Railways: Rail deregulation sparks high-speed rows
22 June 2010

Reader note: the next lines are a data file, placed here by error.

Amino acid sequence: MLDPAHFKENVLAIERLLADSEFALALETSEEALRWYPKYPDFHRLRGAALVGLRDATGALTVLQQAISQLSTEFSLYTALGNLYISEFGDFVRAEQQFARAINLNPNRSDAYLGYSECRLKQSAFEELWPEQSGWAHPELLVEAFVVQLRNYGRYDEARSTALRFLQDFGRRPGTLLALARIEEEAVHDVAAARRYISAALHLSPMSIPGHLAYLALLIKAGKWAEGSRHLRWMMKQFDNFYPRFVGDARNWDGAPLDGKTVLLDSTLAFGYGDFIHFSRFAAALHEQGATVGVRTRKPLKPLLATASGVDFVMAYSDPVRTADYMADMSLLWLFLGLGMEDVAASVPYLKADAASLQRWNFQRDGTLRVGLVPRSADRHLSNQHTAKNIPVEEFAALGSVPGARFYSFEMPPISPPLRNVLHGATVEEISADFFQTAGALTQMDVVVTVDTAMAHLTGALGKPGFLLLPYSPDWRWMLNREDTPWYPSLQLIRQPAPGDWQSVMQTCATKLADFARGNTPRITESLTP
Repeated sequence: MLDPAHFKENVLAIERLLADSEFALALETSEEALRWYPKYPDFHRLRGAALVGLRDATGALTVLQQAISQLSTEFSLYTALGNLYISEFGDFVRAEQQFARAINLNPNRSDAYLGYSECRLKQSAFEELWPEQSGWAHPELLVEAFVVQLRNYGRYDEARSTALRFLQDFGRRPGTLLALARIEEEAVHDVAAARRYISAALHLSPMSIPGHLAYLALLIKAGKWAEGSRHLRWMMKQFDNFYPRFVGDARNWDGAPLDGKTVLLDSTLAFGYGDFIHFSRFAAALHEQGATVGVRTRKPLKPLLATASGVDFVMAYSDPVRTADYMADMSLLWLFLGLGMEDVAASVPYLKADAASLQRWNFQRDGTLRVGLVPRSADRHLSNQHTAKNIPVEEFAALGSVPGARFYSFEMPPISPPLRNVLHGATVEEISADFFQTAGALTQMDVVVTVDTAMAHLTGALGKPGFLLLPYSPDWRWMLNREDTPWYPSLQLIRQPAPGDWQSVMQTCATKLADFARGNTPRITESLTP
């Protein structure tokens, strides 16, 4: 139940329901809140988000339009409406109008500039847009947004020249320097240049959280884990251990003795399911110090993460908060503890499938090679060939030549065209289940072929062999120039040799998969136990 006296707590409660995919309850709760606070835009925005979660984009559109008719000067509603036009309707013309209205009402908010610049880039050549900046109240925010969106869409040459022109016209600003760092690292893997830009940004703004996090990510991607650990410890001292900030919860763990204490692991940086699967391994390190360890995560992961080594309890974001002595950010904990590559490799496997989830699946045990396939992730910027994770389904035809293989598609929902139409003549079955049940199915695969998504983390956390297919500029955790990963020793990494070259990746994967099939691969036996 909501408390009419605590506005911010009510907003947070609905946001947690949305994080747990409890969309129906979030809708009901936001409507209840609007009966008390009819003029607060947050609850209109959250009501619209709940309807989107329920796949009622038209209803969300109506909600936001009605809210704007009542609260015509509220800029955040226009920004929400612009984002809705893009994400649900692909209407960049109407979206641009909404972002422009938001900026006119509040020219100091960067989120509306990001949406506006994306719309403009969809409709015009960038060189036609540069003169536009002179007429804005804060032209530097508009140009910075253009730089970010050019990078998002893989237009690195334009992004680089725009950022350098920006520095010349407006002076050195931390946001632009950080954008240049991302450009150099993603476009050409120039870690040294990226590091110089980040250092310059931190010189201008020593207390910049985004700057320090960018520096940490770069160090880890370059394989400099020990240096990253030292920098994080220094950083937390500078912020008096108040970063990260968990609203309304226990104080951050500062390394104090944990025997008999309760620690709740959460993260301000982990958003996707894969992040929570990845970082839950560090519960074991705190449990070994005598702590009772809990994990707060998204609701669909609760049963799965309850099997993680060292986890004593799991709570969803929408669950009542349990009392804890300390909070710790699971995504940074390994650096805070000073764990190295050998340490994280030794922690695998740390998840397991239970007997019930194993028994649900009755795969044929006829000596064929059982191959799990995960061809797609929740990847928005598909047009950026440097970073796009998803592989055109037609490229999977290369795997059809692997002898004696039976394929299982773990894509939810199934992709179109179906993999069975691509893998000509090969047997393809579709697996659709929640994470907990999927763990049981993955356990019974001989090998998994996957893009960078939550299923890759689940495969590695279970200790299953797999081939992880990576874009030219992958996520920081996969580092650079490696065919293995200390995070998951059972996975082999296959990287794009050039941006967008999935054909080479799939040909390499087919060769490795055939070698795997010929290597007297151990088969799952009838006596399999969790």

"After six months of liberalisation in Europe, battle lines have been drawn in the rail sector": Le Monde explains that since the beginning of 2010, when "the deregulation of rail services became a legal reality," relations between Europe's three principal rail operators, France's SNCF, Italy's Trenitalia and Germany's Deutsche Bahn (DB), have become increasingly hostile. Each of the three has established alliances with the others' main competitors and accusations of protectionism can be heard on every front. SNCF, which has purchased a stake in NTV, Trenitalia's main competitor, is planning to build a high-speed network that will serve nine cities in Italy. Trenitalia has responded by forming an alliance with SNCF's principal rival Veolia Transport, which aims to establish Europe's first private high-speed rail service between Milan, Turin and Paris by 2011. And relations between French and German operators are equally acrimonious. According to the Paris daily, "SNCF and DB, which used to be allied by a shared desire to defend a model of public service threatened by British-style deregulation, are now fighting over a number of markets." Tensions have been raised by the German operator's bid to "break the monopoly enjoyed by the Franco-British Eurostar consortium with a high-speed link to London to open in time for the Olympic games in 2012."